Office of Associate Chief Counsel (Income Tax and Accounting)
Via Federal eRulemaking Portal
Dear Ms. Reigle and Mr. Griffin:
The U.S. Chamber of Commerce appreciates the opportunity to provide feedback on REG-115420-18: Investing in Qualified Opportunity Funds, as published in the Internal Revenue Bulletin on October 29, 2018.
This letter identifies issues arising under REG-115420-18 and provides suggested solutions as well as any additional explanation the Chamber believes would be helpful in addressing the issue. This feedback is the product of extensive conversations with a very wide array of impacted Chamber members. These comments may be considered as representing some of the most serious issues, but are not all the issues concerning Chamber members on REG115420-18.
Generally speaking, the Chamber is encouraged by these proposed rules and believe they are both taxpayer and investor friendly. We believe by addressing the issues enumerated below, Treasury and the I.R.S. could bring additional certainty to taxpayers and ensure the intended growth impact of this provision is achieved.
ISSUE: Overuse of the word “substantial/substantially/substantially all” throughout the proposed rules
The proposed rules have made significant strides in clarifying and defining the measurement of certain “tests” or “requirements” for qualifying an Opportunity Zone Fund and the assets it invests in (e.g., 90% rule; 70% qualifying test for property in designated area, etc.). However, the overuse of the word(s) “substantial/substantially/substantially all” throughout the rules still causes unnecessary consternation or potential confusion when setting up a fund and/or a target property. Since this is a self-certification process (i.e., no approval is required by the I.R.S.) more clarity would be helpful. Examples of this perceived “overuse” are: • “Substantially” improves the property • During “substantially” all the funds holding period • Tangible property used in a qualifying fund is “substantially” all in an Opportunity Zone • “Substantial” portion of intangible property More specifically and by example, “substantially all” will raise questions about projects where there may need to be or desirable to have investment not just within the zone but partly outside of a zone as well. This could be the case for pipes, road improvements, and other needs of the property.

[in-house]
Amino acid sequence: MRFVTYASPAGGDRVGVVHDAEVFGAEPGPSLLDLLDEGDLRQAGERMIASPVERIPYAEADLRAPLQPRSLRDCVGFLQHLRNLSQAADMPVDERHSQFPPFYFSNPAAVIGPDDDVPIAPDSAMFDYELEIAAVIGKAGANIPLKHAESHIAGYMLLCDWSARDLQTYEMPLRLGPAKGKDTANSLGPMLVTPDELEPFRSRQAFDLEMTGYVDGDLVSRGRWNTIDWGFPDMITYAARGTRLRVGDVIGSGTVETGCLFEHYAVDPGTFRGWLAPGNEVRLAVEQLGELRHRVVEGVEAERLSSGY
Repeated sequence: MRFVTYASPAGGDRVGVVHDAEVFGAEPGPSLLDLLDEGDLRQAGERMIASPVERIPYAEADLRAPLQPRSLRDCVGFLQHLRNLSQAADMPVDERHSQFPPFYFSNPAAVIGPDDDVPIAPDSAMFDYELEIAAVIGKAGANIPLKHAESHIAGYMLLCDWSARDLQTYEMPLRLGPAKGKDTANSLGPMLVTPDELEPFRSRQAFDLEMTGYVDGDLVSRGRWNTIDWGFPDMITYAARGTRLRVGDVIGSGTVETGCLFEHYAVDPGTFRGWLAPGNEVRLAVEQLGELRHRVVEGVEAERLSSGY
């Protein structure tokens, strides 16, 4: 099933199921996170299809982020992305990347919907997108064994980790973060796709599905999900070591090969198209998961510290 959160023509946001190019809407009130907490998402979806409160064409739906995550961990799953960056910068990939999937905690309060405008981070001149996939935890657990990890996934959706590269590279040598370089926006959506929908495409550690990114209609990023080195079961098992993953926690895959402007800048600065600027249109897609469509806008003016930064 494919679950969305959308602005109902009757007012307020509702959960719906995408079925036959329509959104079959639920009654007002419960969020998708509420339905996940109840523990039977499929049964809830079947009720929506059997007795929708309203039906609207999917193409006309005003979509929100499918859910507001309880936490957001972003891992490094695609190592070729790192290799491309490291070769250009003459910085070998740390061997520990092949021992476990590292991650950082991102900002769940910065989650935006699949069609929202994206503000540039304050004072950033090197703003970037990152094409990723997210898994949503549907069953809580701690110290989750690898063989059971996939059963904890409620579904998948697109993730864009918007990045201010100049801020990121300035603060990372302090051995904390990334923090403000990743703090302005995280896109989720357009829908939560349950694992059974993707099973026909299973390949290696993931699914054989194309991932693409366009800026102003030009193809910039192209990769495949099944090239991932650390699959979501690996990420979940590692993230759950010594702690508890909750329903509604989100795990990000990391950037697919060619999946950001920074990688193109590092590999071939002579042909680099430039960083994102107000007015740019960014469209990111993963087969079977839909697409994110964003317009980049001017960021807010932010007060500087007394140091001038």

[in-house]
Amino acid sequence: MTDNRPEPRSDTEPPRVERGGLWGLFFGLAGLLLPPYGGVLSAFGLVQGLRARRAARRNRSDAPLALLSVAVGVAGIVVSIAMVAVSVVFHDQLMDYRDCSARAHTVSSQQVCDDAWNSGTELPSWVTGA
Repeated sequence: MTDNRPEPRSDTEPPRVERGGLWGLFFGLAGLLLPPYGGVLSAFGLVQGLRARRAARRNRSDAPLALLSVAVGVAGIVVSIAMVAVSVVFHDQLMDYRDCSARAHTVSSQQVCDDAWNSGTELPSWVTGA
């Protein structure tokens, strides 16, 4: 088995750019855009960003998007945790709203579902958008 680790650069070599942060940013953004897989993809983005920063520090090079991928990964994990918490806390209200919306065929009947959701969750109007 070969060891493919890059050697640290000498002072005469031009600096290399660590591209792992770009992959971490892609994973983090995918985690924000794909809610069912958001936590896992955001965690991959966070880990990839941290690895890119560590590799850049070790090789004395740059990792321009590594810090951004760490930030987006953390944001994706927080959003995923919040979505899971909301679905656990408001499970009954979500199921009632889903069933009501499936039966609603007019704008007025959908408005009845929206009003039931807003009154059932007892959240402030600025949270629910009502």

To address these concerns, the Chamber recommends that new terminology, additional tests (e.g., yes-no analysis, or percentage calculations), and additional mechanics to assist in evaluation would be a helpful clarification.
Addressing the specific example above, the Chamber suggests that the final regulations under Prop. Regs. §1.1400Z-2(d)-1(c)(4)(iii) and (6) clarify whether an asset that straddles a qualified Opportunity Zone (is located partly within and partly outside of a designated QO zone) is qualified Opportunity Zone business property for purposes of the 90% asset test. To deal with this issue, the regulations could provide that if the property has one of the following, it would still be able to meet the definition:
ISSUE: Lack of clarity for consolidated groups
Under the proposed rules, the term “eligible taxpayer” appears to mean a singular person or entity. In a consolidated group of entities, there could be multiple entities with “eligible gains” and another entity within the group that is best positioned strategically or operationally to make an investment in an Opportunity Zone. Such groups may be practically unable to redeploy gains into Opportunity Zones or may have to establish complex and inefficient ownership structures to effectuate a qualifying investment.
ISSUE: Lack of clarity on what happens to the holding periods for the investment in the Opportunity Zone Fund if a taxpayer divests his/her interest in the fund and then reinvests it back in another fund
Under the current rules, you can continue to defer the gain, but it is unclear what happens to the holding period on investment. Taxpayers would benefit from clarity on whether the holding period of the original investment tacks to the reinvestment.
The Chamber recommends that the holding period should tack to the reinvestment.
ISSUE: Lack of clarity on what constitutes using tangible property in a “trade or business of the qualified Opportunity Zone”